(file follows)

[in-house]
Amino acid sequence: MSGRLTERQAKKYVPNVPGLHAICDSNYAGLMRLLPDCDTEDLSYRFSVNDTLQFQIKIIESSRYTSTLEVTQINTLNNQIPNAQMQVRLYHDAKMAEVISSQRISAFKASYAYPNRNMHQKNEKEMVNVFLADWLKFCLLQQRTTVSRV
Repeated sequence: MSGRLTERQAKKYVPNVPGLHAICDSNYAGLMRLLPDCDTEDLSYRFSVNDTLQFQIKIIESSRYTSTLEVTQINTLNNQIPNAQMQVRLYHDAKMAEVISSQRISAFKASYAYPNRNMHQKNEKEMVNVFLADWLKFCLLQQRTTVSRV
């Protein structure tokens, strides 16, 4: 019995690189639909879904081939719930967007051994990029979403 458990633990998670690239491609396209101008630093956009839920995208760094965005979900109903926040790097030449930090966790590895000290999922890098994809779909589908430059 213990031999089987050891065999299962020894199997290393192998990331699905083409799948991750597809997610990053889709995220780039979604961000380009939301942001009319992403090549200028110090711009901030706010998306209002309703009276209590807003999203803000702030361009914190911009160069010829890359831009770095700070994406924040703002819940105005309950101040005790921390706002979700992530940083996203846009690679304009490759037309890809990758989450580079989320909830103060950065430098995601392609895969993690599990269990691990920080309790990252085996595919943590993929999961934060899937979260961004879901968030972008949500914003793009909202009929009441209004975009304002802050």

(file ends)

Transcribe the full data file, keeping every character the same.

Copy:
[in-house]
Amino acid sequence: MSGRLTERQAKKYVPNVPGLHAICDSNYAGLMRLLPDCDTEDLSYRFSVNDTLQFQIKIIESSRYTSTLEVTQINTLNNQIPNAQMQVRLYHDAKMAEVISSQRISAFKASYAYPNRNMHQKNEKEMVNVFLADWLKFCLLQQRTTVSRV
Repeated sequence: MSGRLTERQAKKYVPNVPGLHAICDSNYAGLMRLLPDCDTEDLSYRFSVNDTLQFQIKIIESSRYTSTLEVTQINTLNNQIPNAQMQVRLYHDAKMAEVISSQRISAFKASYAYPNRNMHQKNEKEMVNVFLADWLKFCLLQQRTTVSRV
């Protein structure tokens, strides 16, 4: 019995690189639909879904081939719930967007051994990029979403 458990633990998670690239491609396209101008630093956009839920995208760094965005979900109903926040790097030449930090966790590895000290999922890098994809779909589908430059 213990031999089987050891065999299962020894199997290393192998990331699905083409799948991750597809997610990053889709995220780039979604961000380009939301942001009319992403090549200028110090711009901030706010998306209002309703009276209590807003999203803000702030361009914190911009160069010829890359831009770095700070994406924040703002819940105005309950101040005790921390706002979700992530940083996203846009690679304009490759037309890809990758989450580079989320909830103060950065430098995601392609895969993690599990269990691990920080309790990252085996595919943590993929999961934060899937979260961004879901968030972008949500914003793009909202009929009441209004975009304002802050």